International Tiger Day 2019: PM Modi Releases Report, India counts 2967 Tigers
PM Narendra Modi released Tiger Estimation Report on International Tiger Day 2019 that describes present number and situation of tigers in India.
International Tiger Day 2019: Prime Minister Narendra Modi launched a census report of tigers in India. The report - ‘The Tiger Estimation Report 2018’ is a data about tigers in India. PM Modi said that India has already achieved the target of doubling the numbers of tiger population as per the target given in St. Petersburg nine years ago.
International Tiger Day was created at Sait Petersburg Tiger Summit (SPTS) 2010. Objective of International Tiger Day is to raise awareness about declining numbers of wild tigers. In India many government agencies and wild life protection organizations observe various activities on this day. One can get involved in these conversations by just using hashtags #WorldTigerDay or #InternationalTigerDay .
India Specific Facts
• The Tiger Estimation Report 2018 said that 2967 tigers are present in India which was good growth in past five years.
• As per the Tiger Estimation Report 2018 - highest number of tigers have found in Madhya Pradesh (526), after that Karnataka has 524 and Uttarakhand is accommodating 442 tigers.
• Report informed that five years ago numbers were just 1400 and now it has crossed the double of it.
• Indian Government started Project Tiger in 1973 when studies found that numbers of Indian Tigers are rapidly declining.
• In 1970 India had only 1800 tigers and Project Tiger was launched in Jim Corbett National Park.
• It was the first time in India when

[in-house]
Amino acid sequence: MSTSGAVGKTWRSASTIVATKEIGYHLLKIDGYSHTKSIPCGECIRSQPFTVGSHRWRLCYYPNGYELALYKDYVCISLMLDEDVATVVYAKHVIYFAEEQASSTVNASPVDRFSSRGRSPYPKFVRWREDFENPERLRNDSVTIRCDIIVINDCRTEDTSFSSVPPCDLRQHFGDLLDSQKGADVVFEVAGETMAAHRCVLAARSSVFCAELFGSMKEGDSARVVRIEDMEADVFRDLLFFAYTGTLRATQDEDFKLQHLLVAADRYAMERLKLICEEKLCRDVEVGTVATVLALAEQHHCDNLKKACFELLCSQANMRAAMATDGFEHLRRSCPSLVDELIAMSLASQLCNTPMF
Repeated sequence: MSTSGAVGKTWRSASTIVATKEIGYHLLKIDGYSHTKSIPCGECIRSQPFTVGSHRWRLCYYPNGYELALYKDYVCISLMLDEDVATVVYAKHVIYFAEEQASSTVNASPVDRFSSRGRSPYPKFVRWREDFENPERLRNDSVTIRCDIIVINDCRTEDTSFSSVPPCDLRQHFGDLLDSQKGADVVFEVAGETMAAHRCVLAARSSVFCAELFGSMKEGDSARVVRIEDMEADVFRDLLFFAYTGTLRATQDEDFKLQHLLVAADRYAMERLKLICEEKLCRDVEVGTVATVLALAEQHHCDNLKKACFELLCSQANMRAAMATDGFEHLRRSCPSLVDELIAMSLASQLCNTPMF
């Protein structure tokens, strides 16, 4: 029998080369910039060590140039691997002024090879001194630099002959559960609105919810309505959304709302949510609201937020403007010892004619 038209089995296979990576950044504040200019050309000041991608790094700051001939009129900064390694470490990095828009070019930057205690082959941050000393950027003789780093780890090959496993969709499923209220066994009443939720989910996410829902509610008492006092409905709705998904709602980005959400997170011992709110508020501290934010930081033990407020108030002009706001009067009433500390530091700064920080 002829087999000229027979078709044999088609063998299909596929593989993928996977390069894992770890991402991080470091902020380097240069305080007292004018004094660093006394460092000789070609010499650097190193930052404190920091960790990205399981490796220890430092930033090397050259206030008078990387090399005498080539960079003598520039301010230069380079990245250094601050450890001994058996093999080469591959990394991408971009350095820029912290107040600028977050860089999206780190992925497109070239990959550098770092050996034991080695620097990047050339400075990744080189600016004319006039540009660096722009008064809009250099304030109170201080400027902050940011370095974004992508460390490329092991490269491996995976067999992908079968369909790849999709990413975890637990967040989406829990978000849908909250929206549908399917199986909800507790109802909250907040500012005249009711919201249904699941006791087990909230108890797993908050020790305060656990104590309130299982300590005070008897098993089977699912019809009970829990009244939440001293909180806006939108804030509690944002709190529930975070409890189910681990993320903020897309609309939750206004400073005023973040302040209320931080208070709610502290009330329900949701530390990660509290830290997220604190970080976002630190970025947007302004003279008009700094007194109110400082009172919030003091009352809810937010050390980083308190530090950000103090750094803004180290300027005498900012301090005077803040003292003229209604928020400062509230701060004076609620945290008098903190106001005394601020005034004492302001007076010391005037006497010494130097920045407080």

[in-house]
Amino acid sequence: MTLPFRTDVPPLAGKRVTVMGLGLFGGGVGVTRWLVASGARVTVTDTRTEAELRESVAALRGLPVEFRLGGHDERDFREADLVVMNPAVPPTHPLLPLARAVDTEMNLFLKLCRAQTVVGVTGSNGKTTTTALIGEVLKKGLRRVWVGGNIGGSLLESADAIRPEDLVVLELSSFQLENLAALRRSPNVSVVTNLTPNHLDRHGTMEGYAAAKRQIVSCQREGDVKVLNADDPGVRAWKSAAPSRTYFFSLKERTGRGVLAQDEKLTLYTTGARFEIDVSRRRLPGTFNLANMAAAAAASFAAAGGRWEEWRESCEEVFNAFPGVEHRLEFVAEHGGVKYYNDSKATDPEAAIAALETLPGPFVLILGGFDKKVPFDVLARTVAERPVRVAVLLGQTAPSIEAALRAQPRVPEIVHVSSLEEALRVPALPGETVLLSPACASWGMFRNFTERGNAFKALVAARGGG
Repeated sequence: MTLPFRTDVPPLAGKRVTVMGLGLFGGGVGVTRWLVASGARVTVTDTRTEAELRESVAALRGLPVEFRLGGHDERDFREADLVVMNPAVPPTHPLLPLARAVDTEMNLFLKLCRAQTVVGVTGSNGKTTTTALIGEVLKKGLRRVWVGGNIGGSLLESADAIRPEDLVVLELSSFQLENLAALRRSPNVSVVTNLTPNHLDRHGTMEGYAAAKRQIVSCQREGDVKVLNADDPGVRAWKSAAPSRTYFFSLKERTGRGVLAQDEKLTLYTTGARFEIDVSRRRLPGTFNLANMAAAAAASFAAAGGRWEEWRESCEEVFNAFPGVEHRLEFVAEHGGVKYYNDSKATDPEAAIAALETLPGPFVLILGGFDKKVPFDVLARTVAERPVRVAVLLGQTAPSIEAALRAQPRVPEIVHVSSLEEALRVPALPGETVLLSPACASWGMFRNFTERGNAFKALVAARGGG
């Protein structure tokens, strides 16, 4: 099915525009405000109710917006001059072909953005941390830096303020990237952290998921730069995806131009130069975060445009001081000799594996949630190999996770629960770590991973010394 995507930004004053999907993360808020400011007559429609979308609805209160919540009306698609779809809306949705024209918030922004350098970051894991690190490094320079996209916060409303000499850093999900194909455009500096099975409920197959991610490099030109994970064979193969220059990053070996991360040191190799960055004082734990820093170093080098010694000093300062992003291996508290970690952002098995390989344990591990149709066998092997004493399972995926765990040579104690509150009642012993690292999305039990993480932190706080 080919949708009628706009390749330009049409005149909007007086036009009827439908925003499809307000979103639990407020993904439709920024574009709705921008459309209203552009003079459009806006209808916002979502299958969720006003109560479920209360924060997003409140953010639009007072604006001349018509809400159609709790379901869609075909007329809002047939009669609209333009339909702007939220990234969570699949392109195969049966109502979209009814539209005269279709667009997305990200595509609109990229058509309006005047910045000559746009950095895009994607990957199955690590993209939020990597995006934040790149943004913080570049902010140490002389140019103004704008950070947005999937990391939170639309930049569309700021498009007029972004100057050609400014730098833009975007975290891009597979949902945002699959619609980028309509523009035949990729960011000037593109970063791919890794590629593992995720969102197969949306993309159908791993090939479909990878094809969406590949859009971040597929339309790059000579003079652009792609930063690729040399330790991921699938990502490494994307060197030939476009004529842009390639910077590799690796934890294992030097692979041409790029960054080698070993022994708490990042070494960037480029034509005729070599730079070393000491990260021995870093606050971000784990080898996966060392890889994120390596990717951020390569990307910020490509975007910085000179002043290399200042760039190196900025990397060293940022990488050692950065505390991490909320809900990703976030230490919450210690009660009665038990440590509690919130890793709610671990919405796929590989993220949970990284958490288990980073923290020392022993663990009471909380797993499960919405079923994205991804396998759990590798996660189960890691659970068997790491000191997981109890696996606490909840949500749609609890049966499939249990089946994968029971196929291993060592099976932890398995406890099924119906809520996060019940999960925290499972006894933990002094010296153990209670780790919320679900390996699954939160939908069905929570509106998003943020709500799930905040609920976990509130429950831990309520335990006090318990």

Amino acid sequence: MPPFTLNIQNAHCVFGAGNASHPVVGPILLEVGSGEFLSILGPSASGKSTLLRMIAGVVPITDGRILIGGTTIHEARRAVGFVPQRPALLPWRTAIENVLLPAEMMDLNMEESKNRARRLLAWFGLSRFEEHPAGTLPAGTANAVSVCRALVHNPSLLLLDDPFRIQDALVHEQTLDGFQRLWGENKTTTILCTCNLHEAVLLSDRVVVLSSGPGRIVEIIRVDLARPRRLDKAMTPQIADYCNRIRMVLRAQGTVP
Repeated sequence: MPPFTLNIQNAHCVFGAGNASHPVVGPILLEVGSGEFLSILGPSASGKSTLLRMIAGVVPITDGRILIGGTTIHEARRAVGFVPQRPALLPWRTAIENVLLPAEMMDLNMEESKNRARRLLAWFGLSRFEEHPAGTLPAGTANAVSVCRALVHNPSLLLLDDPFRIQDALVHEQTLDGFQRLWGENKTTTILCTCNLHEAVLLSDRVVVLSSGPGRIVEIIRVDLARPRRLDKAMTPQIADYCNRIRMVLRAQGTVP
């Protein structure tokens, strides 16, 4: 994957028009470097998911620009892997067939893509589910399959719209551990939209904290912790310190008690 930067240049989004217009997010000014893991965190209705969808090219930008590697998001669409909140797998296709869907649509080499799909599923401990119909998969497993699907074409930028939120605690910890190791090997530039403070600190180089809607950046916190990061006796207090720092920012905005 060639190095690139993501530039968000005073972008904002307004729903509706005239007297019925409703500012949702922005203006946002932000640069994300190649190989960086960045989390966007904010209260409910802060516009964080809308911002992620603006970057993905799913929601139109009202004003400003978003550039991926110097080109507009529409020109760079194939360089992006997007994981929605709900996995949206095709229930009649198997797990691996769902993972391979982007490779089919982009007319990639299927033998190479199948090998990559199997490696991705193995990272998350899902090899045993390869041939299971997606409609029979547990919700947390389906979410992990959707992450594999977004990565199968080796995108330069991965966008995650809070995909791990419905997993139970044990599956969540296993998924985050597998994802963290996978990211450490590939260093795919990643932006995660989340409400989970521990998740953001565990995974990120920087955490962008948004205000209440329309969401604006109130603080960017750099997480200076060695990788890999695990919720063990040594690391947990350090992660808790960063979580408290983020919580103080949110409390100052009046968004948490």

• As a nation, it was first effort of government of India at wildlife conservation with the tiger.
• Project Tiger is administrated by the National Tiger Conservation Authority (NTCA). Globally, India is natural living place to 70% of tigers in the world. About 1411 tigers were counted in 2008 while this number was increased to 1,706 in 2010 and 2,226 in 2014 respectively.
WWF Facts about Tigers
• About 3900 tigers remained in the World. Natural habitats of tigers are Tropical rainforests, evergreen forests, temperate forests, mangrove swamps, grasslands and savannas.
• In entire World tigers have lost about 95% of their natural habitats. The reason is – living places have been destroyed, degraded, and fragmented by human activities.
• WWF works with various governments across the 13 tiger range countries with wild tiger populations to maintain momentum around the conservation of tigers.
• Island tigers are present in Sumatra only however tigers live in Java and Bali about to extinct. These tigers are generally known as Sumatran tigers.
• Continental Tigers are also known as Bengal tigers, Malayan tiger, Indochinese tiger, and Amur tigers.